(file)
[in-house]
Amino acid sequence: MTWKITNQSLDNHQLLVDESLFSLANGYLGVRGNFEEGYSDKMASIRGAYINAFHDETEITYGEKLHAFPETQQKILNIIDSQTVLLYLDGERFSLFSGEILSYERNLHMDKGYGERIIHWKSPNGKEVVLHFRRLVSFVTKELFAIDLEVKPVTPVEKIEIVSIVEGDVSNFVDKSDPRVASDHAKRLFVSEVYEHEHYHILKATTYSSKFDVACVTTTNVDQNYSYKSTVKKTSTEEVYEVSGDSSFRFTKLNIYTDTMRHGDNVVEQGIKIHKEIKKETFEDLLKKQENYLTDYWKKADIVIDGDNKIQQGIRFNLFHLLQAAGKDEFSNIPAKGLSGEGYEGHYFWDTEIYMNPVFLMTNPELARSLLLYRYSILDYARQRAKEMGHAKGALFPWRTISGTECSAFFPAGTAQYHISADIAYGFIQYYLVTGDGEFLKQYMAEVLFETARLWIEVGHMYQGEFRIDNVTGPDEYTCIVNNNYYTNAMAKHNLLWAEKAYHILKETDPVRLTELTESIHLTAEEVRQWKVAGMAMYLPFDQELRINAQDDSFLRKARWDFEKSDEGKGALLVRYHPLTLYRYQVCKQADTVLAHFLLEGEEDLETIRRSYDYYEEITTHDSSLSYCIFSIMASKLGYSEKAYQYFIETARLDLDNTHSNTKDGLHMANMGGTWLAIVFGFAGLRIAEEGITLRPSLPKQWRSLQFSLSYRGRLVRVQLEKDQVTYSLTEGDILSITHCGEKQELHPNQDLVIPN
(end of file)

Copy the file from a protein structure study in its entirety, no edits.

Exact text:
[in-house]
Amino acid sequence: MTWKITNQSLDNHQLLVDESLFSLANGYLGVRGNFEEGYSDKMASIRGAYINAFHDETEITYGEKLHAFPETQQKILNIIDSQTVLLYLDGERFSLFSGEILSYERNLHMDKGYGERIIHWKSPNGKEVVLHFRRLVSFVTKELFAIDLEVKPVTPVEKIEIVSIVEGDVSNFVDKSDPRVASDHAKRLFVSEVYEHEHYHILKATTYSSKFDVACVTTTNVDQNYSYKSTVKKTSTEEVYEVSGDSSFRFTKLNIYTDTMRHGDNVVEQGIKIHKEIKKETFEDLLKKQENYLTDYWKKADIVIDGDNKIQQGIRFNLFHLLQAAGKDEFSNIPAKGLSGEGYEGHYFWDTEIYMNPVFLMTNPELARSLLLYRYSILDYARQRAKEMGHAKGALFPWRTISGTECSAFFPAGTAQYHISADIAYGFIQYYLVTGDGEFLKQYMAEVLFETARLWIEVGHMYQGEFRIDNVTGPDEYTCIVNNNYYTNAMAKHNLLWAEKAYHILKETDPVRLTELTESIHLTAEEVRQWKVAGMAMYLPFDQELRINAQDDSFLRKARWDFEKSDEGKGALLVRYHPLTLYRYQVCKQADTVLAHFLLEGEEDLETIRRSYDYYEEITTHDSSLSYCIFSIMASKLGYSEKAYQYFIETARLDLDNTHSNTKDGLHMANMGGTWLAIVFGFAGLRIAEEGITLRPSLPKQWRSLQFSLSYRGRLVRVQLEKDQVTYSLTEGDILSITHCGEKQELHPNQDLVIPN